Dave White
Goon Review

Dave's Rating:


The lighter side of hockey dentistry.

Even the most casual hockey fan knows that it's not a game until there's blood on the ice. And it's the unofficial job of the team's "enforcer," also known as a "goon," to make that happen. Fighting is a tradition in hockey (at least the North American version of it) and it's one of the reasons the sport provides a more entertaining fan experience than, oh, say, all the other sports that exist. And one of those fighters wrote a book. Goon: The True Story of an Unlikely Journey Into Minor League Hockey, by Doug Smith (with Adam Frattasio) chronicled Smith's decade-long career in hockey as an enforcer and this film is a rough adaptation from actor/screenwriter Jay Baruchel and Evan Goldberg (Superbad).

This version takes Smith's story and turns him into Seann William Scott as Doug "The Thug" Glatt, a sweet-natured Jewish bouncer with iron fists and the intellectual ability of Lennie from Of Mice and Men. While attending a local hockey game, Doug beats up one of the team in defense of his gay brother when the player uses an anti-gay slur and, soon enough, is hired for his punching skill even though he can barely skate. Reviled by the showboating player he's been assigned to keep watch over on the ice and mocked by the other players for his lack of actual hockey ability, Doug takes it all in stride and never wavers in his loyalty to the team. His reward is nonstop blows to the skull and the affections of a hockey groupie, Eva (Allison Pill, a woman whose bloodlust walks hand in hand with her actual lust), who's cheating on her boyfriend.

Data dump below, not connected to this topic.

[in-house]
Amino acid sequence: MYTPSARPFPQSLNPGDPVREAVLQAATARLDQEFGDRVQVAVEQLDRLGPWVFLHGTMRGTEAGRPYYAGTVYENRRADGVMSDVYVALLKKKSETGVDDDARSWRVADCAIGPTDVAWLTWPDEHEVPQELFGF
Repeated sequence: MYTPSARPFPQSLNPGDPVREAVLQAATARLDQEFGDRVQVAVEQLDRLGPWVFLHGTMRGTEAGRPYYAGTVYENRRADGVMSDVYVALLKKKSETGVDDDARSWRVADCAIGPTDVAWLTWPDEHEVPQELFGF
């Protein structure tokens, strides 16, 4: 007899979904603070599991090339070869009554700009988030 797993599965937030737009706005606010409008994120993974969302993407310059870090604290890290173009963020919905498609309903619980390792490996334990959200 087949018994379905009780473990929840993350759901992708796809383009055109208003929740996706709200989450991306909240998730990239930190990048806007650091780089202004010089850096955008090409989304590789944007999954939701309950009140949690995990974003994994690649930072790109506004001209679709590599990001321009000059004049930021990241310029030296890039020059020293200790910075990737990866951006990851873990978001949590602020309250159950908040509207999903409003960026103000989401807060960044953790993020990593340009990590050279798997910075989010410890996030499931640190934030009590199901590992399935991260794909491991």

The story isn't going to punch you in the face much. It's the most basic of sports "hero" trajectories. In fact, it mostly ignores the traditional responsibility to that kind of momentum in favor of a series of comedic incidents, all of which lead up to Doug's big fight with the league's most legendarily violent goon, Rhea (Liev Schrieber). But those incidents are smart, funny, raunchy and surprising, often knocking the legs out from under most sports movies' determination-and-heart = tough-guy-realness delivery systems. When Eva appears to Doug in the street, crying, he says, "Why are you crying? Did you just watch Rudy?" It's like that.

Another plus: Scott's comic ability to make Doug the most innocent and puppy-like inflictor of concussions the movies have seen in a while. In fact, if he weren't in a hockey uniform, he seems like the kind of guy who'd possibly require a state-sponsored chaperone to just explain life to him every day, another reason why this can only be a rough approximation of the real Doug Smith's experience. The man went on to be a Bruins coach and then a police officer, after all.

In the end, it's the less high-scoring offspring of the 1977 classic Slap Shot, but to even mention it in that movie's company is praise enough.


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